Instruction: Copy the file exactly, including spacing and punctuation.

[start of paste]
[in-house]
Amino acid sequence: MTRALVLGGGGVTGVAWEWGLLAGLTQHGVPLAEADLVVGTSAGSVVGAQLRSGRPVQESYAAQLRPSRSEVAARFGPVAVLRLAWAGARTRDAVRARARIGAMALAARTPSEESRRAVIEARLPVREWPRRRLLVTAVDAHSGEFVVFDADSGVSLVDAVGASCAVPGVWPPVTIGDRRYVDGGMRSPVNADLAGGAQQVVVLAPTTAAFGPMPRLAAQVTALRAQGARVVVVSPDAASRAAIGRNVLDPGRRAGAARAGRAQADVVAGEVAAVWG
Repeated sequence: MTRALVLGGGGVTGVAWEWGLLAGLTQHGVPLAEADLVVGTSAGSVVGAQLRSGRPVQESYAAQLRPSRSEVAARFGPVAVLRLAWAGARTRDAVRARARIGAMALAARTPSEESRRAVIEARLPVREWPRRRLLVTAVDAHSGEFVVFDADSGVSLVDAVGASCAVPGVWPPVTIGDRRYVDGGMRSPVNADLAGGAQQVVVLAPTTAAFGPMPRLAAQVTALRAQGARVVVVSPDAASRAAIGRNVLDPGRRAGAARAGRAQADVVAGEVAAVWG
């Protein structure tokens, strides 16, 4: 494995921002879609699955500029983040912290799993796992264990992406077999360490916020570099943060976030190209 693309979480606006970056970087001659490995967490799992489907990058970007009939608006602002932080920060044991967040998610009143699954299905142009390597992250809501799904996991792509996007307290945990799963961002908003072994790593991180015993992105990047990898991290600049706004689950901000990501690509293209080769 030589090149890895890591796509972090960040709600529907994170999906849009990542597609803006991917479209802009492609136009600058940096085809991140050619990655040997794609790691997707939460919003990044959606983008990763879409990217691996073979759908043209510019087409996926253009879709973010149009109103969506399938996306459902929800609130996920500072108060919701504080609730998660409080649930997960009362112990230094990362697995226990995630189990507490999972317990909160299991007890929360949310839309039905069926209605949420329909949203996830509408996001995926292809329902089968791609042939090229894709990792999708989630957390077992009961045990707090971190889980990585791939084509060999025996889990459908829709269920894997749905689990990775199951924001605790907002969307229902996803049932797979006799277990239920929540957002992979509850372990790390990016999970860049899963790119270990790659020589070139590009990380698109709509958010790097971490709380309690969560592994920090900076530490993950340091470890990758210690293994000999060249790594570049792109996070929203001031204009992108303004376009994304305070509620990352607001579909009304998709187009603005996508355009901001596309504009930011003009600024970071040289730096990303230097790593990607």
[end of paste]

[in-house]
Amino acid sequence: MTRALVLGGGGVTGVAWEWGLLAGLTQHGVPLAEADLVVGTSAGSVVGAQLRSGRPVQESYAAQLRPSRSEVAARFGPVAVLRLAWAGARTRDAVRARARIGAMALAARTPSEESRRAVIEARLPVREWPRRRLLVTAVDAHSGEFVVFDADSGVSLVDAVGASCAVPGVWPPVTIGDRRYVDGGMRSPVNADLAGGAQQVVVLAPTTAAFGPMPRLAAQVTALRAQGARVVVVSPDAASRAAIGRNVLDPGRRAGAARAGRAQADVVAGEVAAVWG
Repeated sequence: MTRALVLGGGGVTGVAWEWGLLAGLTQHGVPLAEADLVVGTSAGSVVGAQLRSGRPVQESYAAQLRPSRSEVAARFGPVAVLRLAWAGARTRDAVRARARIGAMALAARTPSEESRRAVIEARLPVREWPRRRLLVTAVDAHSGEFVVFDADSGVSLVDAVGASCAVPGVWPPVTIGDRRYVDGGMRSPVNADLAGGAQQVVVLAPTTAAFGPMPRLAAQVTALRAQGARVVVVSPDAASRAAIGRNVLDPGRRAGAARAGRAQADVVAGEVAAVWG
């Protein structure tokens, strides 16, 4: 494995921002879609699955500029983040912290799993796992264990992406077999360490916020570099943060976030190209 693309979480606006970056970087001659490995967490799992489907990058970007009939608006602002932080920060044991967040998610009143699954299905142009390597992250809501799904996991792509996007307290945990799963961002908003072994790593991180015993992105990047990898991290600049706004689950901000990501690509293209080769 030589090149890895890591796509972090960040709600529907994170999906849009990542597609803006991917479209802009492609136009600058940096085809991140050619990655040997794609790691997707939460919003990044959606983008990763879409990217691996073979759908043209510019087409996926253009879709973010149009109103969506399938996306459902929800609130996920500072108060919701504080609730998660409080649930997960009362112990230094990362697995226990995630189990507490999972317990909160299991007890929360949310839309039905069926209605949420329909949203996830509408996001995926292809329902089968791609042939090229894709990792999708989630957390077992009961045990707090971190889980990585791939084509060999025996889990459908829709269920894997749905689990990775199951924001605790907002969307229902996803049932797979006799277990239920929540957002992979509850372990790390990016999970860049899963790119270990790659020589070139590009990380698109709509958010790097971490709380309690969560592994920090900076530490993950340091470890990758210690293994000999060249790594570049792109996070929203001031204009992108303004376009994304305070509620990352607001579909009304998709187009603005996508355009901001596309504009930011003009600024970071040289730096990303230097790593990607």